Hong Kong flu

The Hong Kong flu, also known as the 1968 flu pandemic,[1] was a flu pandemic whose outbreak in 1968 and 1969 killed between one and four million people globally.[1][2][3][4][5] It is among the deadliest pandemics in history, and was caused by an H3N2 strain of the influenza A virus, which is descended from H2N2 (caused the Asian flu pandemic in 1957-1958) through antigenic shift—a genetic process in which genes from multiple subtypes are reassorted to form a new virus.[6][7][8]

  1. ^ a b Rogers, Kara (25 February 2010). "Hong Kong flu of 1968". Encyclopaedia Britannica. Open Publishing. Retrieved 18 March 2020.
  2. ^ "Pandemic Influenza Risk Management: WHO Interim Guidance" (PDF). World Health Organization. 2013. p. 19. Archived (PDF) from the original on 21 January 2021.
  3. ^ Paul, William E. (2008). Fundamental Immunology. p. 1273. ISBN 9780781765190. Archived from the original on 2 July 2014. Retrieved 27 October 2016.
  4. ^ "World health group issues alert Mexican president tries to isolate those with swine flu". Associated Press. 25 April 2009. Archived from the original on 27 April 2009. Retrieved 26 April 2009.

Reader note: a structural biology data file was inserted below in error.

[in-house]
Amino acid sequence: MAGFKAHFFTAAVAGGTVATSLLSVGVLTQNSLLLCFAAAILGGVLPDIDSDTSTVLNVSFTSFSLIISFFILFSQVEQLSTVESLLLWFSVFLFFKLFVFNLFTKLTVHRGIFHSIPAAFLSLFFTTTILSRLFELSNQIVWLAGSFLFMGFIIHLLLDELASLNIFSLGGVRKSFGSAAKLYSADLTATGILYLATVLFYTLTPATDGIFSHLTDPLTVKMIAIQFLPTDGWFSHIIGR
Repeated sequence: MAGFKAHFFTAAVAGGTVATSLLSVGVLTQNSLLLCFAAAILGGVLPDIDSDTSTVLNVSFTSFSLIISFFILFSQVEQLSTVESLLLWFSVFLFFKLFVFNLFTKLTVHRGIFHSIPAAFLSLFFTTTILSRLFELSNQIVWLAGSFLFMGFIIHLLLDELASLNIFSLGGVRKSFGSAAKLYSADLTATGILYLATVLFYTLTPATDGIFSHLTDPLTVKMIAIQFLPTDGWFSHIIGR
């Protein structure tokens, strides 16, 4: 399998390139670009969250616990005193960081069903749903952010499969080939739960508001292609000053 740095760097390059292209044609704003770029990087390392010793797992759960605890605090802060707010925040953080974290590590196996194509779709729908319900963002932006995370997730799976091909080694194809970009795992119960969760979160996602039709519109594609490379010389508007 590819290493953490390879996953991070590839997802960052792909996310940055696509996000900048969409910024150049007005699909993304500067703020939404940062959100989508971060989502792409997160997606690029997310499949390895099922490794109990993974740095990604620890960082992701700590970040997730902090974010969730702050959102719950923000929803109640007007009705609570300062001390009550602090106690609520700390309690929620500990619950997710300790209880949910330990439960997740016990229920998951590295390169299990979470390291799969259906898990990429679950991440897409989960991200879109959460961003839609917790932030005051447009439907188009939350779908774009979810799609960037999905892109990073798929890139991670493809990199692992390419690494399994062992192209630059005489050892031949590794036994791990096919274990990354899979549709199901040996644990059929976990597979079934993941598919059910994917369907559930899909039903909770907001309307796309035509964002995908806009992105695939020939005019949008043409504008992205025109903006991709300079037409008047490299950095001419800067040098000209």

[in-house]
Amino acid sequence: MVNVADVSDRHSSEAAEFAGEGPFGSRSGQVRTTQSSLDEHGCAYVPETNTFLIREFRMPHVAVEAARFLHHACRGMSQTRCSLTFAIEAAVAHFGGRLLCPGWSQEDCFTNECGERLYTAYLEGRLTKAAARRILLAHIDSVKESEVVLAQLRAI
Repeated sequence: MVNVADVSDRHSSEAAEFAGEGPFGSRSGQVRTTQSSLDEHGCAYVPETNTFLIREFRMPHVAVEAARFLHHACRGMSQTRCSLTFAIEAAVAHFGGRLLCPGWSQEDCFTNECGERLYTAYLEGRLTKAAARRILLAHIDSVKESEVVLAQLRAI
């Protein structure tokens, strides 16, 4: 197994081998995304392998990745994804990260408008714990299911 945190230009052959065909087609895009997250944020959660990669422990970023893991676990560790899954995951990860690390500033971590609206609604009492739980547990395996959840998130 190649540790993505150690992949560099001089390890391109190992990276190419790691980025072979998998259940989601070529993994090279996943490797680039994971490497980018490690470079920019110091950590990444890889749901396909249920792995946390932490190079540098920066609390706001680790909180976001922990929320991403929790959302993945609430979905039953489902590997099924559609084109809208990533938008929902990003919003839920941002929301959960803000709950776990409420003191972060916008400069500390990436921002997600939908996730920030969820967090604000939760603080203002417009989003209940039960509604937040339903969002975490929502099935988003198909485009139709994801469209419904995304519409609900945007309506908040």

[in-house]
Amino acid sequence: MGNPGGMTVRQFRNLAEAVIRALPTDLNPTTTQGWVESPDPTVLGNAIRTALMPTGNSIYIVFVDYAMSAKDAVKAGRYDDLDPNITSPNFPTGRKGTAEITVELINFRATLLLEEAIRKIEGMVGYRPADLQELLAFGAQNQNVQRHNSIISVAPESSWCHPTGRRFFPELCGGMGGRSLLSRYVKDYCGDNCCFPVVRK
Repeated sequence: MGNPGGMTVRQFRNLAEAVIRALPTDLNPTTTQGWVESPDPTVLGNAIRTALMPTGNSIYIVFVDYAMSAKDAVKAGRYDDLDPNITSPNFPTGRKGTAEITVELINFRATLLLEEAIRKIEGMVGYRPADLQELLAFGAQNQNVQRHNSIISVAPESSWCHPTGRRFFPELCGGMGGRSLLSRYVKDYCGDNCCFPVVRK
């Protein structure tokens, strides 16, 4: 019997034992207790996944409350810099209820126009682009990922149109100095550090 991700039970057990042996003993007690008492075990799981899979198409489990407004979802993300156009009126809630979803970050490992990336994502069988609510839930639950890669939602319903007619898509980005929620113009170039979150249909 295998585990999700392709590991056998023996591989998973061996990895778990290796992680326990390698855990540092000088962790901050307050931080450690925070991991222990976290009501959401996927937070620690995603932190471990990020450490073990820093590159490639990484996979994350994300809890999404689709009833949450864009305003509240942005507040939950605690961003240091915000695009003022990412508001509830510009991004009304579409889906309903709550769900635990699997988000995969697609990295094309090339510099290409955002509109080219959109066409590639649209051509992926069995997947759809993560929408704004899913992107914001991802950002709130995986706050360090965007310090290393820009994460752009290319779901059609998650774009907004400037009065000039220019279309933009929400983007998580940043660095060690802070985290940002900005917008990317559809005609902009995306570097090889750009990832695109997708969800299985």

5. ^ Mandel, Michael (26 April 2009). "No need to panic... yet Ontario officials are worried swine flu could be pandemic, killing thousands". Toronto Sun. Archived from the original on 27 April 2009. Retrieved 26 April 2009.
  6. ^ "History's deadliest pandemics, from ancient Rome to modern America". Washington Post. Retrieved 2 January 2021.
  7. ^ "1968 Pandemic (H3N2 virus)". U.S. Centers for Disease Control and Prevention. 22 January 2019. Retrieved 2 January 2021.
  8. ^ Jester, Barbara J.; Uyeki, Timothy M.; Jernigan, Daniel B. (May 2020). "Fifty Years of Influenza A(H3N2) Following the Pandemic of 1968". American Journal of Public Health. 110 (5): 669–676. doi:10.2105/AJPH.2019.305557. ISSN 0090-0036. PMC 7144439. PMID 32267748.

From Wikipedia, the free encyclopedia · View on Wikipedia

Developed by Nelliwinne